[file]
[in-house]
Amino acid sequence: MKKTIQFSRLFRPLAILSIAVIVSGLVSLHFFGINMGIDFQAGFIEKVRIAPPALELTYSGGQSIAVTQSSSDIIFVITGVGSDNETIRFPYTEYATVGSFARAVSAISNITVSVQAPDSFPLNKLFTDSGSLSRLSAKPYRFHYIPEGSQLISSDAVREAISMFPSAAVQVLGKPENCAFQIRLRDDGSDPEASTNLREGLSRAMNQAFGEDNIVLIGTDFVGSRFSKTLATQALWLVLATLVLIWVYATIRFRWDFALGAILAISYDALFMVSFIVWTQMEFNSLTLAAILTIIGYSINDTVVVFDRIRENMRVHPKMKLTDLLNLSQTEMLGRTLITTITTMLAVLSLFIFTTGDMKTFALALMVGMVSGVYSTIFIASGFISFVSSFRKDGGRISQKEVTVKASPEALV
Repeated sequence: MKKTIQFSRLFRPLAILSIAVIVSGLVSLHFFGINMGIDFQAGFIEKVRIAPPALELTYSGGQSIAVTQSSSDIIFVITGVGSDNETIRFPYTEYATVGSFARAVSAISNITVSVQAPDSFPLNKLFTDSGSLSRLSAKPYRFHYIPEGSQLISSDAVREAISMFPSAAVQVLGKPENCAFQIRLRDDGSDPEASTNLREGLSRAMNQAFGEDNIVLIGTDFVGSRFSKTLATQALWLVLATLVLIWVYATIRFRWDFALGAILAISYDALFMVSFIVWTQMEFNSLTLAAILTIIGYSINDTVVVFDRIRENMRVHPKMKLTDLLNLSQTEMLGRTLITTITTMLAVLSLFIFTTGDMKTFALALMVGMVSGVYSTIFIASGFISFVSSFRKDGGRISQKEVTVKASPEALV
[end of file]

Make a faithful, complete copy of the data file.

[in-house]
Amino acid sequence: MKKTIQFSRLFRPLAILSIAVIVSGLVSLHFFGINMGIDFQAGFIEKVRIAPPALELTYSGGQSIAVTQSSSDIIFVITGVGSDNETIRFPYTEYATVGSFARAVSAISNITVSVQAPDSFPLNKLFTDSGSLSRLSAKPYRFHYIPEGSQLISSDAVREAISMFPSAAVQVLGKPENCAFQIRLRDDGSDPEASTNLREGLSRAMNQAFGEDNIVLIGTDFVGSRFSKTLATQALWLVLATLVLIWVYATIRFRWDFALGAILAISYDALFMVSFIVWTQMEFNSLTLAAILTIIGYSINDTVVVFDRIRENMRVHPKMKLTDLLNLSQTEMLGRTLITTITTMLAVLSLFIFTTGDMKTFALALMVGMVSGVYSTIFIASGFISFVSSFRKDGGRISQKEVTVKASPEALV
Repeated sequence: MKKTIQFSRLFRPLAILSIAVIVSGLVSLHFFGINMGIDFQAGFIEKVRIAPPALELTYSGGQSIAVTQSSSDIIFVITGVGSDNETIRFPYTEYATVGSFARAVSAISNITVSVQAPDSFPLNKLFTDSGSLSRLSAKPYRFHYIPEGSQLISSDAVREAISMFPSAAVQVLGKPENCAFQIRLRDDGSDPEASTNLREGLSRAMNQAFGEDNIVLIGTDFVGSRFSKTLATQALWLVLATLVLIWVYATIRFRWDFALGAILAISYDALFMVSFIVWTQMEFNSLTLAAILTIIGYSINDTVVVFDRIRENMRVHPKMKLTDLLNLSQTEMLGRTLITTITTMLAVLSLFIFTTGDMKTFALALMVGMVSGVYSTIFIASGFISFVSSFRKDGGRISQKEVTVKASPEALV